We've already seen in Dallas how human nature will circumvent the best laid plans.

    Fortunately, all has been quite for an encouraging few days now, but we are a long ways out from counting down the last 22 day Max. incubation period in Africa.

    All that said, I can't imagine that Duncan is to be our only brush with Ebola here in the U.S.
    Creativity is the residue of time wasted. ~ Albert Einstein

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    Persona Oblongata OrionzRevenge's Avatar
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    CDC:
    Although coughing and sneezing are not common symptoms of Ebola, if a symptomatic patient with Ebola coughs or sneezes on someone, and saliva or mucus come into contact with that person’s eyes, nose or mouth, these fluids may transmit the disease.
    VHF can very easily Immunocompromise your system leaving you vulnerable a secondary infection such as the common cold or whatnot. Tis is the season.
    Creativity is the residue of time wasted. ~ Albert Einstein

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    Persona Oblongata OrionzRevenge's Avatar
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    Too Funny. This just came over the AP Wire:

    Urgent Care Clinics are urging anyone afraid that they may have Ebola to go to the Hospital instead.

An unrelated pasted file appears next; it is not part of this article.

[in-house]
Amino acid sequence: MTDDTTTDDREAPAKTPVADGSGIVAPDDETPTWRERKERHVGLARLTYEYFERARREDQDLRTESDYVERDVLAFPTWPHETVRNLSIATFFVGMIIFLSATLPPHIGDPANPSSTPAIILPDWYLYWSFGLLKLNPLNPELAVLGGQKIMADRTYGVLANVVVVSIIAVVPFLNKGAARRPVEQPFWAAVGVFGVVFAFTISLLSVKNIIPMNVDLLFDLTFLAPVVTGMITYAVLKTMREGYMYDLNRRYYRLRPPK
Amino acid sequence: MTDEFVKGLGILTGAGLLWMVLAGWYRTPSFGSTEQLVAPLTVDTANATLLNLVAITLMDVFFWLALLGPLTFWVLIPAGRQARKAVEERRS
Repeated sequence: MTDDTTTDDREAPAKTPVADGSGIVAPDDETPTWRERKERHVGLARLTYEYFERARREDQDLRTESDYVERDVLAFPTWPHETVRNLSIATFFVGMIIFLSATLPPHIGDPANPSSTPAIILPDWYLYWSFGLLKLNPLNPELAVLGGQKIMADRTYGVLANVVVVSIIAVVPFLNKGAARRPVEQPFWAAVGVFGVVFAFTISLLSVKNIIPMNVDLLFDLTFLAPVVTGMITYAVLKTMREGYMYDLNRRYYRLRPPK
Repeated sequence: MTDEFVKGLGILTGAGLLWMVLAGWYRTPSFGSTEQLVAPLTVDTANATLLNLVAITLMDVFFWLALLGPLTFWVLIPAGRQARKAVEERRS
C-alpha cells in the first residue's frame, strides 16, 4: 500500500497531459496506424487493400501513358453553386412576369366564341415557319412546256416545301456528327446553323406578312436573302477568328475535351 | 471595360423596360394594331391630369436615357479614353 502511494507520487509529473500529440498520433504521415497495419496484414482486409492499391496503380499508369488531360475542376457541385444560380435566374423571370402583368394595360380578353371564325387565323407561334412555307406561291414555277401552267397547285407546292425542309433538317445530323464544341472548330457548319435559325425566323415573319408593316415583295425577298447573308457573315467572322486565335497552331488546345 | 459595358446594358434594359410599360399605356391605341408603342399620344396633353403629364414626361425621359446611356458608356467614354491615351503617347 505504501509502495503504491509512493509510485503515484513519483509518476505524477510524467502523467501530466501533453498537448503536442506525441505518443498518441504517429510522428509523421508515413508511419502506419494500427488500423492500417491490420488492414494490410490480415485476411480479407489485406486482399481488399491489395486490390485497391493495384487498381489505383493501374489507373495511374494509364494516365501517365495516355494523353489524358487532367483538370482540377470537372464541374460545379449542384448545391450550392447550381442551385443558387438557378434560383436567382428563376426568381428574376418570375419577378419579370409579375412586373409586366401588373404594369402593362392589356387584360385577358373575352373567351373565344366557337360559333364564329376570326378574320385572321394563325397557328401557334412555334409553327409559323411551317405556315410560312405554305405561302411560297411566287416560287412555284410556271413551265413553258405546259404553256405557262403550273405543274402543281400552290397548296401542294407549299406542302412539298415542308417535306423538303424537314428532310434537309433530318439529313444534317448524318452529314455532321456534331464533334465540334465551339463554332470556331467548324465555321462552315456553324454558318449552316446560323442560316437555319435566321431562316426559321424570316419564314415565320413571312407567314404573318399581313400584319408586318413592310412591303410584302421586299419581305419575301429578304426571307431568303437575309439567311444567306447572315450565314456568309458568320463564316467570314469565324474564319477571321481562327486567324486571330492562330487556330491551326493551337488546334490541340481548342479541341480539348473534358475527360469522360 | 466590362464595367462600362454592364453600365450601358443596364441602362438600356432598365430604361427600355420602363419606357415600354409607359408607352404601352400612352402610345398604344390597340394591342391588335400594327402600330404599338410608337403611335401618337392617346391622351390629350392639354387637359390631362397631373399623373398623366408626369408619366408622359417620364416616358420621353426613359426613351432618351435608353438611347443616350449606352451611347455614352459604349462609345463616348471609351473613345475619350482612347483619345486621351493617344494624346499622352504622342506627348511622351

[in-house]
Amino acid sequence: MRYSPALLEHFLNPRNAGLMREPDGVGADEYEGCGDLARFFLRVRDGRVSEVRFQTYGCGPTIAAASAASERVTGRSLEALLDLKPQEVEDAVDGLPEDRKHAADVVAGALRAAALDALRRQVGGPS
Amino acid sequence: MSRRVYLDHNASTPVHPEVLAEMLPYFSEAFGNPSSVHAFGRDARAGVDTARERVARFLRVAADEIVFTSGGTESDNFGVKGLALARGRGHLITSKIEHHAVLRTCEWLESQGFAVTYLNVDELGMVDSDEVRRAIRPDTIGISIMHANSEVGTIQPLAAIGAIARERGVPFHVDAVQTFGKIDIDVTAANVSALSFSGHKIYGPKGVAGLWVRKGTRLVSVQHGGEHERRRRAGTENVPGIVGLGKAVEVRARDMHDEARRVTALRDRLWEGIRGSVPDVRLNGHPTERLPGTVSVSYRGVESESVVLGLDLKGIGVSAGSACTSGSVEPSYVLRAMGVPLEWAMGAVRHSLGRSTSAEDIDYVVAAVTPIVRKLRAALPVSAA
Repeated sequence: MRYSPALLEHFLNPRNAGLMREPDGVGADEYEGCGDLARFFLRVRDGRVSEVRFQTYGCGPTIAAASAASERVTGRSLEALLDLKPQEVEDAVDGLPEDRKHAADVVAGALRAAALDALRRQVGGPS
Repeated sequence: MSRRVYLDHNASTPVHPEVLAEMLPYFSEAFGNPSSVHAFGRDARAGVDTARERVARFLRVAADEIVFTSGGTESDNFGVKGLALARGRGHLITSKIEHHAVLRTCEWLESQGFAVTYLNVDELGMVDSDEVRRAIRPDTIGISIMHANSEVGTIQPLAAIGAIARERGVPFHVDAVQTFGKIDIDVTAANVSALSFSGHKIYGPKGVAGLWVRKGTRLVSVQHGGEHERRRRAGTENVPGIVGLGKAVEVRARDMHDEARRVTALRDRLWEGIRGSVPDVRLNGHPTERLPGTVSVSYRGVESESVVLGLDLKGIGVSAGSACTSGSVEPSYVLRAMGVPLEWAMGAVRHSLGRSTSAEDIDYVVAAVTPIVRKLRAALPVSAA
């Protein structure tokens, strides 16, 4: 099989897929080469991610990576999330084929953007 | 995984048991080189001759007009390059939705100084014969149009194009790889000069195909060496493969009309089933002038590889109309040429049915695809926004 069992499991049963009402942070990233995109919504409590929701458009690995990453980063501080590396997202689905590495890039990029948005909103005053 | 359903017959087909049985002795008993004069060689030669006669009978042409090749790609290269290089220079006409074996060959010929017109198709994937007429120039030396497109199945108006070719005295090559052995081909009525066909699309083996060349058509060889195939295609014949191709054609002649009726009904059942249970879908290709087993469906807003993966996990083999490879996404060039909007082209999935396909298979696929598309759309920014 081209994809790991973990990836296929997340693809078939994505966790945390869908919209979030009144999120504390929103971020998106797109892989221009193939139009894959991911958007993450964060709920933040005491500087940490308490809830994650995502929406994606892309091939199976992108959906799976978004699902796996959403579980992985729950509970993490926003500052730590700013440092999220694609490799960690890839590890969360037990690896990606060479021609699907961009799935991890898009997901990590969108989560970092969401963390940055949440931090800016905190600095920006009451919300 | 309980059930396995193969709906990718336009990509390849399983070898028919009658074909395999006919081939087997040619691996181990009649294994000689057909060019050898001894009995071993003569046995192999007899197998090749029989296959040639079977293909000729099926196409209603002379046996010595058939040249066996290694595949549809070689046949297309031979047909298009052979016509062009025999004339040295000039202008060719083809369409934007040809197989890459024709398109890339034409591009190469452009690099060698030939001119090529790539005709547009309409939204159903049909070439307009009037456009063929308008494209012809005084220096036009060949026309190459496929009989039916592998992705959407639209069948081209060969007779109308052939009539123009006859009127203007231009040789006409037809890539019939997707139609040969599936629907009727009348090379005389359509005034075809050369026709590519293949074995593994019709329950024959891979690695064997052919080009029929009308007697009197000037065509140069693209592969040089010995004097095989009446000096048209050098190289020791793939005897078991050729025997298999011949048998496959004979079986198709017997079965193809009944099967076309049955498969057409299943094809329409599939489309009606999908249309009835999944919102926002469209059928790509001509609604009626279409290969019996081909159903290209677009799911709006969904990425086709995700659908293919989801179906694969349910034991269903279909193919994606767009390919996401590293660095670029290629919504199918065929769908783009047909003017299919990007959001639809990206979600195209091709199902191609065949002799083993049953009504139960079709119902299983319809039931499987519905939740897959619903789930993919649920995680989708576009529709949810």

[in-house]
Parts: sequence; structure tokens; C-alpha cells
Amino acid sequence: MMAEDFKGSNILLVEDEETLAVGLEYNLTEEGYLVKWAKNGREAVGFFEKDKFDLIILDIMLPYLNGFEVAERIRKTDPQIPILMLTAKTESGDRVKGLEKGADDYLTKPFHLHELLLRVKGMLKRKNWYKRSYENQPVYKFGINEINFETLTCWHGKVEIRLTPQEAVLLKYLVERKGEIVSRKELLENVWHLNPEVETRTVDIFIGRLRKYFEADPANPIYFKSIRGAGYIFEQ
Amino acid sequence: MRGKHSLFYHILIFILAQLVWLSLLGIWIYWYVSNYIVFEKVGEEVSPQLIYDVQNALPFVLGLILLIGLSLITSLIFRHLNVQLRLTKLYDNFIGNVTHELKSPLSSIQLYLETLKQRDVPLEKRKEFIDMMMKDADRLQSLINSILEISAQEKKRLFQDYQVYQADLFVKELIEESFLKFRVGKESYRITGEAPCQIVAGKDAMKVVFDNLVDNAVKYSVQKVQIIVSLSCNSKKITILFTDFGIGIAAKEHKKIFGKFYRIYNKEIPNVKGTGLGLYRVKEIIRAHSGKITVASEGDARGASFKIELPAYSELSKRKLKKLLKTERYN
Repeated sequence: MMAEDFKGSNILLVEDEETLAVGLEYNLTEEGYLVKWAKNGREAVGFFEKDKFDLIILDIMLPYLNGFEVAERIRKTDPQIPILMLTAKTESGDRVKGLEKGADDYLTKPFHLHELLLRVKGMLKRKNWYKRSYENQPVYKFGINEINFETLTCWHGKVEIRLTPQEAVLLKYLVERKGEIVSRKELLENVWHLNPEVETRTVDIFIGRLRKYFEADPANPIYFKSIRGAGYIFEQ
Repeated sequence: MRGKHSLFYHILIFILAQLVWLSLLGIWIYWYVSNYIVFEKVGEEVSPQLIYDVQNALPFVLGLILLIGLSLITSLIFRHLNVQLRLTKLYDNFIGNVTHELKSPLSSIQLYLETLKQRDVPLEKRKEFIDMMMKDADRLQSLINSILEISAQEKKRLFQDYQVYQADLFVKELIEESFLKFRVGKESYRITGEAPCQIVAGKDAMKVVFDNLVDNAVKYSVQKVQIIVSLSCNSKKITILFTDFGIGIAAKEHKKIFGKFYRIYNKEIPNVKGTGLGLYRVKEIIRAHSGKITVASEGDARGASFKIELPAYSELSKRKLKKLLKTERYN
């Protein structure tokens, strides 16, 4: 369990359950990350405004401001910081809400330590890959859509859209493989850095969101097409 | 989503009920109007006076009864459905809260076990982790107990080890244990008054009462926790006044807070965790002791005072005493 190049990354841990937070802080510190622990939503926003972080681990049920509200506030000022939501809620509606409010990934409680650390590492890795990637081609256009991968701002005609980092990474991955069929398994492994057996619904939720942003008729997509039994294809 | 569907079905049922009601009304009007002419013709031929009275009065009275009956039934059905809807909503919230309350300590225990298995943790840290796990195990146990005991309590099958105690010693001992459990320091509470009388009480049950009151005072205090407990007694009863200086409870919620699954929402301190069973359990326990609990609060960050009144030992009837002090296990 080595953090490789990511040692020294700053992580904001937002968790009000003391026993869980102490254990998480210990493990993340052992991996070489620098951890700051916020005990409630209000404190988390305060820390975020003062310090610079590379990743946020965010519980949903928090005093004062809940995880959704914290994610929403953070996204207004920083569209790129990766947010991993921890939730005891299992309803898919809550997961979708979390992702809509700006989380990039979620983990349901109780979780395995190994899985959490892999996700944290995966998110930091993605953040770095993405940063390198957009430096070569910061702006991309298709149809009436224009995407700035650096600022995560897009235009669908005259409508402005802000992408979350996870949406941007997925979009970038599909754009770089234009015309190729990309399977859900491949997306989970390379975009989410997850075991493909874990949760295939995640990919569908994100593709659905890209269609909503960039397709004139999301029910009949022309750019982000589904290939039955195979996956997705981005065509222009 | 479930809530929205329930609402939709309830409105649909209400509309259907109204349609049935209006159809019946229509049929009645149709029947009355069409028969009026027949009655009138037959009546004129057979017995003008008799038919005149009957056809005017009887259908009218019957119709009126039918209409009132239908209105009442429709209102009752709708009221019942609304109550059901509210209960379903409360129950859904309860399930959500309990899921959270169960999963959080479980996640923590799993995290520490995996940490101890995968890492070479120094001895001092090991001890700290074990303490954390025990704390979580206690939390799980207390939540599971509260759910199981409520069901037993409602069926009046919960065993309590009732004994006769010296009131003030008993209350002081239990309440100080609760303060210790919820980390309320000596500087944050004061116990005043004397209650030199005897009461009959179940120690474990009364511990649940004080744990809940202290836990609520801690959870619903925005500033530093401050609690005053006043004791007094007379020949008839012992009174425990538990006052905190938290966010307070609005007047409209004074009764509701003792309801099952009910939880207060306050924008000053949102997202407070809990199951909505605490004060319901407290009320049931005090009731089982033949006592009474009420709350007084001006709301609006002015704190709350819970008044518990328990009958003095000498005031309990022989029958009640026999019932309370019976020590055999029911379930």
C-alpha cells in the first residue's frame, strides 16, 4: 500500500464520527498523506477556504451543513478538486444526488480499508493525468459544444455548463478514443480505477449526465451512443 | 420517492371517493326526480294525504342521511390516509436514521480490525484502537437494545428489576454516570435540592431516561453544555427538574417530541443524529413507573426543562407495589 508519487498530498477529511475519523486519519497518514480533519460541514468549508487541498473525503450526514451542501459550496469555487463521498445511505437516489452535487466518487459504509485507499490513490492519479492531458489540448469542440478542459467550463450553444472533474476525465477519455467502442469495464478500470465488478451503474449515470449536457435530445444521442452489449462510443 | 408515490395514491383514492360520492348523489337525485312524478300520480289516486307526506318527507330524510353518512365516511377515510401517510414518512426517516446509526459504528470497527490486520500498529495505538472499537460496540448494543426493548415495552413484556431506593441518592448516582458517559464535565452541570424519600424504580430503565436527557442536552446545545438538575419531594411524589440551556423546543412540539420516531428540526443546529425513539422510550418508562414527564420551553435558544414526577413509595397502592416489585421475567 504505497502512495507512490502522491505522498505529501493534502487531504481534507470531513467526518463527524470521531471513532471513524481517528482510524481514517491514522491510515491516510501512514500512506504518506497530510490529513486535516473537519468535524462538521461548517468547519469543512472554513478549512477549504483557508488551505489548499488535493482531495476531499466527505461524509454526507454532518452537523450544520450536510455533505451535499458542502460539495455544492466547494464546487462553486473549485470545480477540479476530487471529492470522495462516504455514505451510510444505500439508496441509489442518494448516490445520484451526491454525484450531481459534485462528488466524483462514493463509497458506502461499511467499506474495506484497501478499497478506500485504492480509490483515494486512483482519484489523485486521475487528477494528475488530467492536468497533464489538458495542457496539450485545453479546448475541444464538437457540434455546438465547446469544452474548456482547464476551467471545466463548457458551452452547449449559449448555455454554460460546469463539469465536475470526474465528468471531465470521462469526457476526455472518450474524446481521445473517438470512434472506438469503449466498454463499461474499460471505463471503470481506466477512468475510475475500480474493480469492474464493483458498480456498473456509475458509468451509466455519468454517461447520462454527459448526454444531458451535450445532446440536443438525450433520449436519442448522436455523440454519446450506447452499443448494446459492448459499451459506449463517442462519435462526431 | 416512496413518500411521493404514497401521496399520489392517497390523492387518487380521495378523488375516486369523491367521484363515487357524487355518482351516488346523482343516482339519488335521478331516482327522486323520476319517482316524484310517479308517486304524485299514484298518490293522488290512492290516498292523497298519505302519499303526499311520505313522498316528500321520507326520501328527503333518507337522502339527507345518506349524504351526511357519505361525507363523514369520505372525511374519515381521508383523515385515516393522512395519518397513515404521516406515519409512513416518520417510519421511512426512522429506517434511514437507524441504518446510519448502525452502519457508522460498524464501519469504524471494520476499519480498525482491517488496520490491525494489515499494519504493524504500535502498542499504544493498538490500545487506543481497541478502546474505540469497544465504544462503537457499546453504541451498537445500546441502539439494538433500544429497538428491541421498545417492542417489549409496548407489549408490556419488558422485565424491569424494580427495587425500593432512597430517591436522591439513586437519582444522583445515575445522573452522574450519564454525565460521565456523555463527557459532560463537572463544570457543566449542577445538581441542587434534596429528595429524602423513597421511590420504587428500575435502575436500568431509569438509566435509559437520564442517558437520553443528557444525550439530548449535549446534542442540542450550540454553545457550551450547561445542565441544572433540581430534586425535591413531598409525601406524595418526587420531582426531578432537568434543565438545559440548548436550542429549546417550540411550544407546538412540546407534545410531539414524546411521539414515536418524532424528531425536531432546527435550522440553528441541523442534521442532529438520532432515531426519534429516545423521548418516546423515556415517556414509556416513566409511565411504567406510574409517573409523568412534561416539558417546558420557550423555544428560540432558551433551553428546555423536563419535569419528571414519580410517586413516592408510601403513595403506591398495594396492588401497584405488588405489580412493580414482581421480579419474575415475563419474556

When a Dallas County sheriff's deputy who had entered the apartment of the first patient to die from Ebola in the U.S. started feeling ill himself, he didn't rush to the nearest hospital. He chose an urgent care clinic.

    So did a man who recently traveled to West Africa and was complaining of flu-like symptoms, prompting the suburban Boston urgent care practice where he went to briefly shut down over the weekend.

    The deadly virus' arrival in the U.S. has put the spotlight on weak spots in American hospitals, but those facilities are not the only ones who have suddenly found themselves on the front lines against Ebola.

    Urgent-care clinics for many people have become de-facto emergency rooms. They are not, however, equipped like hospitals to treat serious illnesses, such as Ebola, nor do they have isolation units.

    Clinics are urging potential patients to get checked for the highly contagious virus at a hospital.

    Given the problems at the Texas hospital, where Thomas Eric Duncan died and two nurses have been diagnosed with the virus, an Ebola case could have posed even greater problems at a clinic or smaller hospital, experts say.

    "That would be an even less controlled situation," said Dr. David Weber, an epidemiologist at the University of North Carolina's hospital. "The likelihood for that is so remote that they may never have thought about that."

    Still, clinics are preparing staff in case someone with Ebola does walk in. They are distributing protective gear and quickly trying to get up to speed on the best protocols to teach their health providers.

    Dr. William Gluckman of the Urgent Care Association of America, which represents more than 2,600 clinics, said the facilities want anyone who suspects they may have contracted Ebola to go to a hospital emergency department.
    Creativity is the residue of time wasted. ~ Albert Einstein